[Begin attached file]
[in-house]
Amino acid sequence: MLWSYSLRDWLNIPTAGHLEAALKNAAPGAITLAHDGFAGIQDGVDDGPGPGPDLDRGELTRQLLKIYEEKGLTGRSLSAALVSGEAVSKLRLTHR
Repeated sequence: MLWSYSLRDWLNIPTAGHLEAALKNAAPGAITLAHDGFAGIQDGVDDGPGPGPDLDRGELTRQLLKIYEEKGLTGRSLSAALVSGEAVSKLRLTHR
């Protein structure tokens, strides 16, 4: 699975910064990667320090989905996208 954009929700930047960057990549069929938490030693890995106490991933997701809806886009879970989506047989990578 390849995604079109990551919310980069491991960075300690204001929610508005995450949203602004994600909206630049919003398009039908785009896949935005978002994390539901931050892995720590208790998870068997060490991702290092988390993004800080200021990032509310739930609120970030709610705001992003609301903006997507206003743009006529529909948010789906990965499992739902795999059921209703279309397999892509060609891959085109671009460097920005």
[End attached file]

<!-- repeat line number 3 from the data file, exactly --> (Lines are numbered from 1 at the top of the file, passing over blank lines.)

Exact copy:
Repeated sequence: MLWSYSLRDWLNIPTAGHLEAALKNAAPGAITLAHDGFAGIQDGVDDGPGPGPDLDRGELTRQLLKIYEEKGLTGRSLSAALVSGEAVSKLRLTHR